In the morning, two classes ("Getting Started–Getting Organized" and "An Overview of Sources, the Finding Phase") will cover some of the basic techniques. Lunch will include a question and answer session. Then at 1 p.m., Helen Schatvet Ullmann of Acton, a Certified Genealogist, a Fellow of the American Society of Genealogists, and associate editor of the New England Historical and Genealogical Register will speak on "Using the International Genealogical Index (IGI) Online," and address locating and evaluating vital data for millions of individuals and families. This is a rather complex database, so it is important to understand when it is reliable and when data must be taken with a large grain of salt.

    Registration and a short welcoming program begin at 9 a.m. To ensure a place at the conference, please call ahead to Dolores Crofton-MacDonald at 978-263-4285. You may reserve a bag lunch ($5) at the same time, or bring your own. Otherwise the conference is free. Come for the entire day or just for part of it.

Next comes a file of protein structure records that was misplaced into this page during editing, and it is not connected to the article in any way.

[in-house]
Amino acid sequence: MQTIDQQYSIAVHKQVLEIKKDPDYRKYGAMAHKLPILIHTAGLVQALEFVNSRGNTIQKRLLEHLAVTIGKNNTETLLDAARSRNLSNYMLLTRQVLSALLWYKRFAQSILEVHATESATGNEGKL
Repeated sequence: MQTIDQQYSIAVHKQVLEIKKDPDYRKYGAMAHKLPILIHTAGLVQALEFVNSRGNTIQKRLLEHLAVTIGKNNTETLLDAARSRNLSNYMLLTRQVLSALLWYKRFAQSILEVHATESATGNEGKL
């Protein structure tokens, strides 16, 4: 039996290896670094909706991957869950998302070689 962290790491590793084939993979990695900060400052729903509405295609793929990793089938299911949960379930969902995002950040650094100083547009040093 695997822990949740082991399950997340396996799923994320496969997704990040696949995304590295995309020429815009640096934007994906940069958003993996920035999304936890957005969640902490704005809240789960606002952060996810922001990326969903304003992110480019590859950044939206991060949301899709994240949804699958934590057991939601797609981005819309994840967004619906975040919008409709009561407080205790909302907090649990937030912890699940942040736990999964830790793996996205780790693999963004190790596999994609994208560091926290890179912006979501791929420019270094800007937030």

Genealogy Seminar
    September 20, Manchester, Connecticut

    A genealogy seminar for both beginning and experienced researchers will be sponsored by the Connecticut Society of Genealogists on Saturday, September 20. The conference will run from 8 a.m. until 4 p.m., at Manchester Community College, Ramey Dr., in Manchester.

    The following lectures will be given:

    • Getting Started . . . and more!
    • Getting the Most from the 1930 Federal Census and the Ellis Island Database
    • Sleuthing in the Stacks: Using Non-Traditional Sources to Uncover Genealogical Clues
    • The Newest Electronic Frontier: Online Searchable Scanned Newspapers

    For more information about this conference, or to register, please visit

    Genealogical Society of Vermont Fall Meeting
    October 18, Randolph Center, Vermont